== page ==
There is no guaranteed correct because the symbolization and label placements depends on what is to be shown and to which audience (familiar patterns). So one needs to clarify the aims of the map before assessing the quality of its appearance.
For automated labeling I would recommend to give a penalty for each violation of a desired rule and choose the labeling variant with the least total penalty.
If we assume a single feature “Waverton Avenue” is to be displayed then the left visualization is misleading. A reader would need to start in the middle of the label twice to find out about the label fragment before thinking about the order in which to arrange them. This is not really problematic in the map fragment but could very well be confusing on maps with lots of features – especially if dense labeling is required.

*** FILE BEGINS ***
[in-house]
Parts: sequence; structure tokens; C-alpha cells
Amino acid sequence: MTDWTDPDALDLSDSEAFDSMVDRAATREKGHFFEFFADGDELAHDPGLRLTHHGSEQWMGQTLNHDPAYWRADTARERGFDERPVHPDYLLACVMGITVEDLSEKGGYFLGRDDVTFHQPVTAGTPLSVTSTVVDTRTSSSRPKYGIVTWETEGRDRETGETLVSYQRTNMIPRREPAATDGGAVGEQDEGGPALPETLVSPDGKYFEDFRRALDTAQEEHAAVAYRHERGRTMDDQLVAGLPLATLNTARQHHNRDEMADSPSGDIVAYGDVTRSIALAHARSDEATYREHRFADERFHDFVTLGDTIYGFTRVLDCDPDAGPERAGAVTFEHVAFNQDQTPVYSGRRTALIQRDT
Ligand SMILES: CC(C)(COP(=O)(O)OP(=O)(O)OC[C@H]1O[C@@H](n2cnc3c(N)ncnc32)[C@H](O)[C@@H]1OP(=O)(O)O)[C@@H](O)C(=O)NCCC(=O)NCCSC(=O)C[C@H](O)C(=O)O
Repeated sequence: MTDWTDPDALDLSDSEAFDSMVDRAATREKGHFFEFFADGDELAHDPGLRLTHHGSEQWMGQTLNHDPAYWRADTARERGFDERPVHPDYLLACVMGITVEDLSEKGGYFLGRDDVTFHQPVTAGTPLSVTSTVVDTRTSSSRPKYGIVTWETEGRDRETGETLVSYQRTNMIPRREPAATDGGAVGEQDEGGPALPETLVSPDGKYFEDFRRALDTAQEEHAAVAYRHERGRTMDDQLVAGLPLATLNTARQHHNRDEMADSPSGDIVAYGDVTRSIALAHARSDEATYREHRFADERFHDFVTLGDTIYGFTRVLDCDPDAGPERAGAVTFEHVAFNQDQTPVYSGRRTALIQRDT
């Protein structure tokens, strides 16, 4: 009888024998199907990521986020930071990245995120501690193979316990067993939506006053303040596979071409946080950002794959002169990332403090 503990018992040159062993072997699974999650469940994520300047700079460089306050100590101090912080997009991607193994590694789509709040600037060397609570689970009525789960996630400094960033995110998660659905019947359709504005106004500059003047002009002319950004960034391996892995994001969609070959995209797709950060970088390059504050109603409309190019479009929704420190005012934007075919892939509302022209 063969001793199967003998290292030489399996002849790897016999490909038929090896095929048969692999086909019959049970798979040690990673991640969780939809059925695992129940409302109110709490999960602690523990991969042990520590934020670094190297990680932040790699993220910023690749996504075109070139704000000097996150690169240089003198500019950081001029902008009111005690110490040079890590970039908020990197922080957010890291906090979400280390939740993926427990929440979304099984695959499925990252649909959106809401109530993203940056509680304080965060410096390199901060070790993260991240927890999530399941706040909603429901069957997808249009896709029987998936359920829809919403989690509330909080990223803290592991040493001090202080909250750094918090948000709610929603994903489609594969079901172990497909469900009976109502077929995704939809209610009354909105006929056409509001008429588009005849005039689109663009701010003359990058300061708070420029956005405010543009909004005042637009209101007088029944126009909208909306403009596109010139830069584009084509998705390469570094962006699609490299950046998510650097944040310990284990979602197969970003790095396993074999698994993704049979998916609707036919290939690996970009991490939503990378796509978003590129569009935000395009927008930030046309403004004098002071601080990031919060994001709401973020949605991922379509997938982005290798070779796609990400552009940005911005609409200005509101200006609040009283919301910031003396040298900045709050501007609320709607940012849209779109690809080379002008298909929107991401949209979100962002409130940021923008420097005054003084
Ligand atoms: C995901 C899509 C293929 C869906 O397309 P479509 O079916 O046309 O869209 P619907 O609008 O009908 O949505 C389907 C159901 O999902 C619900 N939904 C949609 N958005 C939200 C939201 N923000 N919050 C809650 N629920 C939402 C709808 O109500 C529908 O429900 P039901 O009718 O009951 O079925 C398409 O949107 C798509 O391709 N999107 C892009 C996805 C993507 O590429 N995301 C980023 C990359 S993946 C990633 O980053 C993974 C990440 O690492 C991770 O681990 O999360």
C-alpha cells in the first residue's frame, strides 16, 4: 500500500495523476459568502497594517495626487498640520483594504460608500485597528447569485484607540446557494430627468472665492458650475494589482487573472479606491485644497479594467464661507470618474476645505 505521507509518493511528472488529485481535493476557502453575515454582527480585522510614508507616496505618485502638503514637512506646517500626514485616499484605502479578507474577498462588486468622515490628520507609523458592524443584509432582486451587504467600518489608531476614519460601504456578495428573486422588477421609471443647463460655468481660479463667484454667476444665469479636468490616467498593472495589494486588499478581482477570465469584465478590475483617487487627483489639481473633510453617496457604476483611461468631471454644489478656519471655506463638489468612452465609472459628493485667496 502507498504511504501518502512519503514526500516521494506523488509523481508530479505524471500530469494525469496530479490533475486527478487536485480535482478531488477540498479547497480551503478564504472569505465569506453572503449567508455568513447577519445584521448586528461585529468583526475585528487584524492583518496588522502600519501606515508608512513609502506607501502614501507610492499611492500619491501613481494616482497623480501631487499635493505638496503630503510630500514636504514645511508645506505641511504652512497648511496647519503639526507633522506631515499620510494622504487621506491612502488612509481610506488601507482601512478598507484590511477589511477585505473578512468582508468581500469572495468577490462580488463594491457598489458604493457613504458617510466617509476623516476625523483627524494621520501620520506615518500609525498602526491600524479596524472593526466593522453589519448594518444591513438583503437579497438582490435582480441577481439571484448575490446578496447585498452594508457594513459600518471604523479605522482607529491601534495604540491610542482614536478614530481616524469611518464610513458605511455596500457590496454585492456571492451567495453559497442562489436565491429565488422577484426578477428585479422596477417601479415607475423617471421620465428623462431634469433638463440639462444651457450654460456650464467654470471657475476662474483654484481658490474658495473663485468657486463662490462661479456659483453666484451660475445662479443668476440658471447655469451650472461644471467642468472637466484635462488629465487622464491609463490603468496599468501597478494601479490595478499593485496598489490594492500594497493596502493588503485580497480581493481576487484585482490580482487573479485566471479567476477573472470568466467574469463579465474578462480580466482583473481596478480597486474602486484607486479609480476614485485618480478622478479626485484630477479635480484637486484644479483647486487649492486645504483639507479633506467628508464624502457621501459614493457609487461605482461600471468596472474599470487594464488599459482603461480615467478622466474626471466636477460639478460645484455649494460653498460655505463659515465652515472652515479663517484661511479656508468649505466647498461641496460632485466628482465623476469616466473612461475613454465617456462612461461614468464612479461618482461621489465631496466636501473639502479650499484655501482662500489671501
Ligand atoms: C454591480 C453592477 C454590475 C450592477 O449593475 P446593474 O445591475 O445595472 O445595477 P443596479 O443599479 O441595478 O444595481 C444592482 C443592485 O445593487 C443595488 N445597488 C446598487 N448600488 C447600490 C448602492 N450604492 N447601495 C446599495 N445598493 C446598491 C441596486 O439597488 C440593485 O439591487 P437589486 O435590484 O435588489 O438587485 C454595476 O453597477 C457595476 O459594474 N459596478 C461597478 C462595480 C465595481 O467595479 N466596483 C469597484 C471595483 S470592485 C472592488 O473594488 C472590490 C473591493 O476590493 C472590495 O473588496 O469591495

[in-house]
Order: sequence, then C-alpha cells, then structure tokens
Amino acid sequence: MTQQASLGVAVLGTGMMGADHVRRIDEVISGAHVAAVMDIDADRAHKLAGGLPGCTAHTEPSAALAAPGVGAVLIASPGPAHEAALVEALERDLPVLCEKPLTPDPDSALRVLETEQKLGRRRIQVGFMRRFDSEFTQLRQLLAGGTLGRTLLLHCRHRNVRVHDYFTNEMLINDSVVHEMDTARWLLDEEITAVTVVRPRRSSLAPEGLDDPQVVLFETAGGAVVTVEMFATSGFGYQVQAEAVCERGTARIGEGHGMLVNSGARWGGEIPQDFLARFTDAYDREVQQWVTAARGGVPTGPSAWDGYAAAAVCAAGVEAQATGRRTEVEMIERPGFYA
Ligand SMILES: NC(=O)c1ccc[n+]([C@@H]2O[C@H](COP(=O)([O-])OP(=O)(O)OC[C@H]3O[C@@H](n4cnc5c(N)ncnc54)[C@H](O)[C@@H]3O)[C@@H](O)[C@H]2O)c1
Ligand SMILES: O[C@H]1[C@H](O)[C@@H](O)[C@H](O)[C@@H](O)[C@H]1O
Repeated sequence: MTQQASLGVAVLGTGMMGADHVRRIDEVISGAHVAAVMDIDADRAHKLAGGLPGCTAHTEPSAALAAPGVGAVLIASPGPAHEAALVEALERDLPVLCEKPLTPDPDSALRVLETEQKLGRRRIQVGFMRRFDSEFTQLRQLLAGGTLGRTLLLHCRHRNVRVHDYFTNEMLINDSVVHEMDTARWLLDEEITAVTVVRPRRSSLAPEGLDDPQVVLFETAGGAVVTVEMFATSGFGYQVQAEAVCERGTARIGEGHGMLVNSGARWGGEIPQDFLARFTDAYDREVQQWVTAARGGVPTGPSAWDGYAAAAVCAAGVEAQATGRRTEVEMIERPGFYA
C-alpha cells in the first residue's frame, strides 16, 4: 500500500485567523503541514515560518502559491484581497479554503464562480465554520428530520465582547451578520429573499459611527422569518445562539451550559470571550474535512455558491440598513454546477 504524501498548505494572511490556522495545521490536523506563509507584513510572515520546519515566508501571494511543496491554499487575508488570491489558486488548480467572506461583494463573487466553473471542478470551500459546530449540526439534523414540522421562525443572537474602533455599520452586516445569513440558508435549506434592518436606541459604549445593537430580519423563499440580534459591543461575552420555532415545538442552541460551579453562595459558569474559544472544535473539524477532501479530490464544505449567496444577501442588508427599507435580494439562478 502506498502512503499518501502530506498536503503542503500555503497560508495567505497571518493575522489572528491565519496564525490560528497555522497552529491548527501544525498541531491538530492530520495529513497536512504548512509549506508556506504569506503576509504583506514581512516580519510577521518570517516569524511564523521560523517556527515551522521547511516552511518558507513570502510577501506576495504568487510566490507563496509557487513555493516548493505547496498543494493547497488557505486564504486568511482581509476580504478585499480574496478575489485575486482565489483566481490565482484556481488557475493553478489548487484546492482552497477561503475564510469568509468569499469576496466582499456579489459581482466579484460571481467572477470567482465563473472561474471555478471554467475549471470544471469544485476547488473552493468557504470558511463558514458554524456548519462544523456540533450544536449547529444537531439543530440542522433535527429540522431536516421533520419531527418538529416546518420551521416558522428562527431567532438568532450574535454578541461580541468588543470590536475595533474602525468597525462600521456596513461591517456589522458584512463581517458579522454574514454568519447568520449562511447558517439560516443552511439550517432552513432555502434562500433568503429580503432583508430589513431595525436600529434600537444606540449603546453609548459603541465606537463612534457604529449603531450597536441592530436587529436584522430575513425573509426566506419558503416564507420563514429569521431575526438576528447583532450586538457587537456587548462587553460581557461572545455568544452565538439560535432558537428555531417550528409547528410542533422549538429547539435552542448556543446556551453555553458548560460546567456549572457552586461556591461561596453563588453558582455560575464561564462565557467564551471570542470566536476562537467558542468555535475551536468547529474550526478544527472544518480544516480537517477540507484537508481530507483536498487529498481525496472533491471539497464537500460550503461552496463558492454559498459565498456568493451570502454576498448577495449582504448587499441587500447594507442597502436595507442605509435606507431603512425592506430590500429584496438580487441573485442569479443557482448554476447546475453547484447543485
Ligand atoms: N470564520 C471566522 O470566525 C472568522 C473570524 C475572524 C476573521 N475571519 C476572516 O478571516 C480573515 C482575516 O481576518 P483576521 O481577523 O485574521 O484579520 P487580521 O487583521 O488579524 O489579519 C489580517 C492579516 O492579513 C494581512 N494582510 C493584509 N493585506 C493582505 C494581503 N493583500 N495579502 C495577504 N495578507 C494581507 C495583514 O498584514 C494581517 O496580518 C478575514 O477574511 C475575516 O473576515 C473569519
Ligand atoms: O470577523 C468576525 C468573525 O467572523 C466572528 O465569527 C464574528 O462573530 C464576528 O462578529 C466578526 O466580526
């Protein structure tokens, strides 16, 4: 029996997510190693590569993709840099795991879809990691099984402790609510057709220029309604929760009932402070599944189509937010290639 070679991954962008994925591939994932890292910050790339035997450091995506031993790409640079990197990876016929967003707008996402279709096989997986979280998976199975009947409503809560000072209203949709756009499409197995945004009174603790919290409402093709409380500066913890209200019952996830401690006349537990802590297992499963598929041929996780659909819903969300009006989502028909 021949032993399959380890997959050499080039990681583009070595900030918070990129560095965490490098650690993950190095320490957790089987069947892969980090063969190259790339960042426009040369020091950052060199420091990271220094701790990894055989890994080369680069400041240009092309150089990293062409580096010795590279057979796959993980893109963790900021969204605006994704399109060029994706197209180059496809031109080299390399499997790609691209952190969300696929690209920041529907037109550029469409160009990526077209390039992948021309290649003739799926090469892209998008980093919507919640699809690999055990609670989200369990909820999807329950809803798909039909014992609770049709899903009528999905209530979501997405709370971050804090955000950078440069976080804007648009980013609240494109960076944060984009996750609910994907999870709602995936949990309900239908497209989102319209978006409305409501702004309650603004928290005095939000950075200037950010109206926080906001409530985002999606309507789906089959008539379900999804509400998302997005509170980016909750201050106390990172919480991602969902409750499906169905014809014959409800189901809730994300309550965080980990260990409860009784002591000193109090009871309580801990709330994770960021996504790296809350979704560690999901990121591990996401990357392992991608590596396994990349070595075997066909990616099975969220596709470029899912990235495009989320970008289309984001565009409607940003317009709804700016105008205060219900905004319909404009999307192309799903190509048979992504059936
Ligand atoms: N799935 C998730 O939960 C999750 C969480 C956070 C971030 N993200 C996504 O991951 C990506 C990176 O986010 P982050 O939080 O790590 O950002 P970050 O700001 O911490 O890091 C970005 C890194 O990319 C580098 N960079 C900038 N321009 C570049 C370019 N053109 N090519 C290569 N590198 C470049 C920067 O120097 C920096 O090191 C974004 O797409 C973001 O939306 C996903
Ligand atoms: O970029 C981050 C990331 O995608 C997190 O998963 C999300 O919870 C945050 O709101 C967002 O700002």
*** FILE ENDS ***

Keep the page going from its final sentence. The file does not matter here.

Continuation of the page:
If we assume instead that there are two features, “Waverton” and “Avenue”, the left image is better because the unreadability of the label as a whole backs the separation.
In case it is possible, when close features should not be shown as several things, all labels should be rotated so that they are not upside down. Simply because it is easier to read non-rotated text as this is what people are familiar with.
Further you probably want each label in the middle of the street it belongs to because the empty space around the label makes it easier to find the label. Slightly bending the labels can also improve readability because labels on a single curve tend to be seen as one thing. Moving them closer together allows for easier merging of them into a single feature's description when reading.
Yet another thing to consider would be using abbreviations because spelling “Waverton Ave.” makes it unambiguous that a single feature is presented.
Probably in the right image all house numbers are rotated so that their baseline is in parallel and closest to the building edge that points to the street. This schema makes it clearer which is the associated street but at the cost of readability. I would argue that the association is important enough to make up for slowing down the recognition of the numbers a wee bit. A small mark should be added to the numbers, too, so that a 6 can be distinguished from a 9 when rotated.